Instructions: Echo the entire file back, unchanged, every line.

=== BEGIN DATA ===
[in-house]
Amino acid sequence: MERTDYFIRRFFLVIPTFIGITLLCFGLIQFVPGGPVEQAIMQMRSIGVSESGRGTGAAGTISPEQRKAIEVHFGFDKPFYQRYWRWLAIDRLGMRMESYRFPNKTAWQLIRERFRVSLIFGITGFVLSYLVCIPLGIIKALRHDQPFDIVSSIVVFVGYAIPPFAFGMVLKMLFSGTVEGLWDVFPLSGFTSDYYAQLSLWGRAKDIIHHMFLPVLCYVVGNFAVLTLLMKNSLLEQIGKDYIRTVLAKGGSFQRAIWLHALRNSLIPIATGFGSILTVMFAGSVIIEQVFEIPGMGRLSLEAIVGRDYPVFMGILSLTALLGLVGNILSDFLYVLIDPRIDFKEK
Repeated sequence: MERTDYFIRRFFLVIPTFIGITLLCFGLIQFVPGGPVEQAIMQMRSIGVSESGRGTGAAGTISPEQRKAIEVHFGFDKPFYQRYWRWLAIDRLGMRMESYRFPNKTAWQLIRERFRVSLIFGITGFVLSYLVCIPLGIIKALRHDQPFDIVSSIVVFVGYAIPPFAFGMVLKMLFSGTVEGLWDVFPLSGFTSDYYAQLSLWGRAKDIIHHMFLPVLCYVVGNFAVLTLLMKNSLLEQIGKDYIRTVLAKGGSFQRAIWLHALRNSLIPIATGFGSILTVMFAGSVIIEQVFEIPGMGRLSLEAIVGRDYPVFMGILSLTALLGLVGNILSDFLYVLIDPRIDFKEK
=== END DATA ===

[in-house]
Amino acid sequence: MERTDYFIRRFFLVIPTFIGITLLCFGLIQFVPGGPVEQAIMQMRSIGVSESGRGTGAAGTISPEQRKAIEVHFGFDKPFYQRYWRWLAIDRLGMRMESYRFPNKTAWQLIRERFRVSLIFGITGFVLSYLVCIPLGIIKALRHDQPFDIVSSIVVFVGYAIPPFAFGMVLKMLFSGTVEGLWDVFPLSGFTSDYYAQLSLWGRAKDIIHHMFLPVLCYVVGNFAVLTLLMKNSLLEQIGKDYIRTVLAKGGSFQRAIWLHALRNSLIPIATGFGSILTVMFAGSVIIEQVFEIPGMGRLSLEAIVGRDYPVFMGILSLTALLGLVGNILSDFLYVLIDPRIDFKEK
Repeated sequence: MERTDYFIRRFFLVIPTFIGITLLCFGLIQFVPGGPVEQAIMQMRSIGVSESGRGTGAAGTISPEQRKAIEVHFGFDKPFYQRYWRWLAIDRLGMRMESYRFPNKTAWQLIRERFRVSLIFGITGFVLSYLVCIPLGIIKALRHDQPFDIVSSIVVFVGYAIPPFAFGMVLKMLFSGTVEGLWDVFPLSGFTSDYYAQLSLWGRAKDIIHHMFLPVLCYVVGNFAVLTLLMKNSLLEQIGKDYIRTVLAKGGSFQRAIWLHALRNSLIPIATGFGSILTVMFAGSVIIEQVFEIPGMGRLSLEAIVGRDYPVFMGILSLTALLGLVGNILSDFLYVLIDPRIDFKEK